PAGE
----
How to pass
lavra trail
The Road to the Lavra is more than 100 km of both paved roads and foot-paths. For a hiking beginner the distance might be too long to walk in just one day. Here are some tips on how to get prepared for the hike and to enjoy it to the full.
The first question you should ask yourself is, how will I cover the distance?

There are three options.
1. Completing the walk in stages, coming back to spend each night in Moscow
Completing the walk in stages, coming back to spend each night in Moscow
This can be convenient for those who live in Moscow. Then you can do the hiking on weekends or your days off. You can catch a train or a bus back to Moscow pretty much anywhere all along the trail.
The recommended distance for a day is 20-25 km.
This is the easiest option, most suitable for hiking beginners.

Outfit.
Your choice of clothes and shoes should be dictated by the weather and your comfort. For a one-day trip you won't need anything special – just what you would wear for a walk in the nearest park. But do not forget that any new footwear needs some breaking-in before you can really trust your feet to it!

Gear.
Any kind of daypack will do. Carry an ID, some cash, a mosquito and tick repellent, water, some snacks, a rain jacket, a first aid kit and a spare pair of socks and some warm clothes.


2. Doing the whole route from start to finish, staying at hotels along the way
Doing the whole route from start to finish, staying at hotels along the way
This way you can really immerse yourself in the walk and enjoy the route to the full. At the same time your backpack stays quite light as you do not need to carry any camping equipment. The list of recommended hotels and hostels can be found here.

Outfit. Your choice of clothes and shoes should be dictated by the weather and your comfort. For a one-day trip you won't need anything special – just what you would wear for a walk in the nearest park. But do not forget that any new footwear needs some breaking-in before you can really trust your feet to it! It is important to break in any new shoes beforehand, and a spare pair of shoes can come in handy. Take some lighter and some warmer clothing for weather fluctuations. Dress in layers! Also carry a change of clothes for the hostel, the pilgrim house or the hotel. For the hostel you will also need some sleepwear.

Gear. Here you will need a real hiking backpack with wide shoulder straps and a belt. Carry an ID, some cash, a mosquito and tick repellent, water, some snacks, a rain jacket, a first aid kit and a spare pair of socks and some warm clothes. Do not forget any medicines you normally take. Some plaster and peroxide are essential in case your shoes start hurting your feet or you get blisters (but let's hope you will never need them).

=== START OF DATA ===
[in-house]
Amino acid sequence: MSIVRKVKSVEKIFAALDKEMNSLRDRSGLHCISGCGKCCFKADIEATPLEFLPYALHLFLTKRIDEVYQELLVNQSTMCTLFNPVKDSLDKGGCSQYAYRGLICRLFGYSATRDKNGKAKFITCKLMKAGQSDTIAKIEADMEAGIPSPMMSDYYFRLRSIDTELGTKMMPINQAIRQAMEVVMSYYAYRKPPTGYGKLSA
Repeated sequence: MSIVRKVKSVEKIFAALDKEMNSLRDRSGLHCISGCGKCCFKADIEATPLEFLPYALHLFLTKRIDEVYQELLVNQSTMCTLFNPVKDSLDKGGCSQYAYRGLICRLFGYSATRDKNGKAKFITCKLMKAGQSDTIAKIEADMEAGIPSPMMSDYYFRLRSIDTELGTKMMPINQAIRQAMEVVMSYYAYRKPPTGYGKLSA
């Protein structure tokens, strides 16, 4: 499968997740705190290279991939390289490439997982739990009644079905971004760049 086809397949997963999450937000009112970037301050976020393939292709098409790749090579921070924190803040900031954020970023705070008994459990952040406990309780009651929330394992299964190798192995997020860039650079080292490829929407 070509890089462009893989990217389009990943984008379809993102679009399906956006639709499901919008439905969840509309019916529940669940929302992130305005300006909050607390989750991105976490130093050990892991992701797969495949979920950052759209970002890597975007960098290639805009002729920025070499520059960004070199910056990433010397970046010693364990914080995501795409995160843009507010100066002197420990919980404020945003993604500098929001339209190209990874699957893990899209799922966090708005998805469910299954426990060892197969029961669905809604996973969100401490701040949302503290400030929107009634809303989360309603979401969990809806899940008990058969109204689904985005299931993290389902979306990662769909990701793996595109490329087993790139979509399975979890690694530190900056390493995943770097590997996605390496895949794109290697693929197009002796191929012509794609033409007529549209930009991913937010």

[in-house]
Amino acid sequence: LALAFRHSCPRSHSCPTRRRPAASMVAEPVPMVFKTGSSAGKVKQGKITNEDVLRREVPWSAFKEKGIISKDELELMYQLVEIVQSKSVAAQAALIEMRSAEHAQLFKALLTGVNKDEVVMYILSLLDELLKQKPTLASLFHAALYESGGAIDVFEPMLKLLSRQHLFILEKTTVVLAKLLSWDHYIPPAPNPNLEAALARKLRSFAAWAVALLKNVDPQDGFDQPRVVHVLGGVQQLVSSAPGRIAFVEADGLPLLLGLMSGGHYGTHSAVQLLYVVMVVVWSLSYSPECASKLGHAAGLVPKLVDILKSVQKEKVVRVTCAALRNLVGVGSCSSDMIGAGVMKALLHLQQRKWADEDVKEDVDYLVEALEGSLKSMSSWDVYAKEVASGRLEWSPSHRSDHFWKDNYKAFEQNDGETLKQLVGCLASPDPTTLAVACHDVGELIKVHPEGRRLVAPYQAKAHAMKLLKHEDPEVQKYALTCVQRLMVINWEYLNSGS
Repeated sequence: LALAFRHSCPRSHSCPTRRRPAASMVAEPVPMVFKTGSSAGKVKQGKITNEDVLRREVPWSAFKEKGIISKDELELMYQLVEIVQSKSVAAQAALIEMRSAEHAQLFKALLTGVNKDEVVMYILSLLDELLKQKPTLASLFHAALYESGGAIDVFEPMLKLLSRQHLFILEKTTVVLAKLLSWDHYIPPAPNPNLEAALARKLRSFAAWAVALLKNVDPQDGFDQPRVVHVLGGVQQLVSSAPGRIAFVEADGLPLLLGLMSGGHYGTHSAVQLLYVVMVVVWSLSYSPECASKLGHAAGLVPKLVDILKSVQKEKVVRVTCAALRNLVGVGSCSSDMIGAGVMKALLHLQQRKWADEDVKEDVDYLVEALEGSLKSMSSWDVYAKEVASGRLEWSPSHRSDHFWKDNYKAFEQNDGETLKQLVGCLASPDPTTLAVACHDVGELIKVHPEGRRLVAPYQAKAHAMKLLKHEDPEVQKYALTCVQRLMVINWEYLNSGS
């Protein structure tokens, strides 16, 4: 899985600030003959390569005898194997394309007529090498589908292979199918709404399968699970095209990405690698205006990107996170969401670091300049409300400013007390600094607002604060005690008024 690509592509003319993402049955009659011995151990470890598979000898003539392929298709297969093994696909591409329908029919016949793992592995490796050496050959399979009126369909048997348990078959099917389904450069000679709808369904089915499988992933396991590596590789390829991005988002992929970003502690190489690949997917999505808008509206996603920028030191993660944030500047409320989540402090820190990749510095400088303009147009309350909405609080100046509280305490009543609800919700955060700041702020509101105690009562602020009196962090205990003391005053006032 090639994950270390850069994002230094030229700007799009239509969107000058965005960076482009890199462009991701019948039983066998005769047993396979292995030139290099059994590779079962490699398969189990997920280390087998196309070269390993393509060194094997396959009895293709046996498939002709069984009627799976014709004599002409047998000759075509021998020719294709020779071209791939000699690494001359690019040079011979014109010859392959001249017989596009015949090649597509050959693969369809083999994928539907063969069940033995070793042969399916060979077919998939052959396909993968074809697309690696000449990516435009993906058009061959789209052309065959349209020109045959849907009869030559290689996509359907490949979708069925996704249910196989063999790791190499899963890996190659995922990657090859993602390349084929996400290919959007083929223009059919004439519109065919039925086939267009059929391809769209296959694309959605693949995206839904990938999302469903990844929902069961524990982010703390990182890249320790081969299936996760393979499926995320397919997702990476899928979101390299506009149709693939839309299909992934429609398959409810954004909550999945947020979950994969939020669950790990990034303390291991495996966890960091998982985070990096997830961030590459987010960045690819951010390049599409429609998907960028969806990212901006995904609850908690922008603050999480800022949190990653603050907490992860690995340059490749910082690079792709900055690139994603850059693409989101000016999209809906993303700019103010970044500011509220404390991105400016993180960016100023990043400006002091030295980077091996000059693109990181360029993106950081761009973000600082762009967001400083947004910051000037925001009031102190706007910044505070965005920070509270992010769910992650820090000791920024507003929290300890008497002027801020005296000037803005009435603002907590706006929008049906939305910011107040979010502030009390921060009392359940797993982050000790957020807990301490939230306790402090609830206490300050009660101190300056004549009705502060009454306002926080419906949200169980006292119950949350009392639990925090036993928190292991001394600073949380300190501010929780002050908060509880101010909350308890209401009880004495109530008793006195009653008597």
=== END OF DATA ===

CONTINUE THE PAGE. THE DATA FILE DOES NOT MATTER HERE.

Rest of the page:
3. Doing the whole route from start to finish, camping
Doing the whole route from start to finish, camping
This option is for the very experienced pilgrims who have gone on longer hikes and who have the equipment and the skills for camping and outdoor cooking.

Outfit. Your choice of clothes and shoes should be dictated by the weather and your comfort. For a one-day trip you won't need anything special – just what you would wear for a walk in the nearest park. But do not forget that any new footwear needs some breaking-in before you can really trust your feet to it! It is important to break in any new shoes beforehand, and a spare pair of shoes can come in handy. Take some lighter and some warmer clothing for weather fluctuations. Dress in layers! In addition to the previous list you will need something comfortable and warm, like thermal underwear, for the chilly nights in a tent.

Gear. Here you will need a real hiking backpack with wide shoulder straps and a belt. Pack a tent, a sleeping mat, a sleeping bag. Recommended campsites can be found here. A part of the route is located in a nature conservation zone where starting a fire is not allowed. Thus a gas stove burner is essential.
Also take an ID, some cash, a mosquito and tick repellent, water, food, a rain jacket, toiletries, a first aid kit and a spare pair of socks, and some warm clothes. Some plaster and peroxide are essential in case your shoes start hurting your feet or you get blisters (but let's hope you will never need them).

Of course if you are an experienced hiker in peak physical condition you can cover the whole route in one day by cycling or even running.